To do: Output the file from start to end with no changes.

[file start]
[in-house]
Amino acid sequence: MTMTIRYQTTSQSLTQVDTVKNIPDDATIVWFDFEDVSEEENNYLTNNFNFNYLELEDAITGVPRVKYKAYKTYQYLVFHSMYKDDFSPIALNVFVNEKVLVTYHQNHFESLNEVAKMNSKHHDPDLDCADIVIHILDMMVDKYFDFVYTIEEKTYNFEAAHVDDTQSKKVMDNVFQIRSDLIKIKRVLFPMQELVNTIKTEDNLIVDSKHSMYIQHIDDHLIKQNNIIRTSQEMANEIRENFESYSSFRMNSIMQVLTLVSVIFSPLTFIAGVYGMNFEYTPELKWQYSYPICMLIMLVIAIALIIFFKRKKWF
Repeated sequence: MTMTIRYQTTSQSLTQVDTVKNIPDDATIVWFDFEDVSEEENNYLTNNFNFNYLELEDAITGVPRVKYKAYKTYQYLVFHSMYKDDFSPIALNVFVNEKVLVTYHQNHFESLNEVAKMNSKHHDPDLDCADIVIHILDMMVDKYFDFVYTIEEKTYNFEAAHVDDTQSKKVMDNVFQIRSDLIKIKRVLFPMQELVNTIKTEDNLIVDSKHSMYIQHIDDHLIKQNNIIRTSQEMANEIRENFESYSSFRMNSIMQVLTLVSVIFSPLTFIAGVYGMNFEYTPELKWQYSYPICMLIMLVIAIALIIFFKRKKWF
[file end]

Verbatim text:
[in-house]
Amino acid sequence: MTMTIRYQTTSQSLTQVDTVKNIPDDATIVWFDFEDVSEEENNYLTNNFNFNYLELEDAITGVPRVKYKAYKTYQYLVFHSMYKDDFSPIALNVFVNEKVLVTYHQNHFESLNEVAKMNSKHHDPDLDCADIVIHILDMMVDKYFDFVYTIEEKTYNFEAAHVDDTQSKKVMDNVFQIRSDLIKIKRVLFPMQELVNTIKTEDNLIVDSKHSMYIQHIDDHLIKQNNIIRTSQEMANEIRENFESYSSFRMNSIMQVLTLVSVIFSPLTFIAGVYGMNFEYTPELKWQYSYPICMLIMLVIAIALIIFFKRKKWF
Repeated sequence: MTMTIRYQTTSQSLTQVDTVKNIPDDATIVWFDFEDVSEEENNYLTNNFNFNYLELEDAITGVPRVKYKAYKTYQYLVFHSMYKDDFSPIALNVFVNEKVLVTYHQNHFESLNEVAKMNSKHHDPDLDCADIVIHILDMMVDKYFDFVYTIEEKTYNFEAAHVDDTQSKKVMDNVFQIRSDLIKIKRVLFPMQELVNTIKTEDNLIVDSKHSMYIQHIDDHLIKQNNIIRTSQEMANEIRENFESYSSFRMNSIMQVLTLVSVIFSPLTFIAGVYGMNFEYTPELKWQYSYPICMLIMLVIAIALIIFFKRKKWF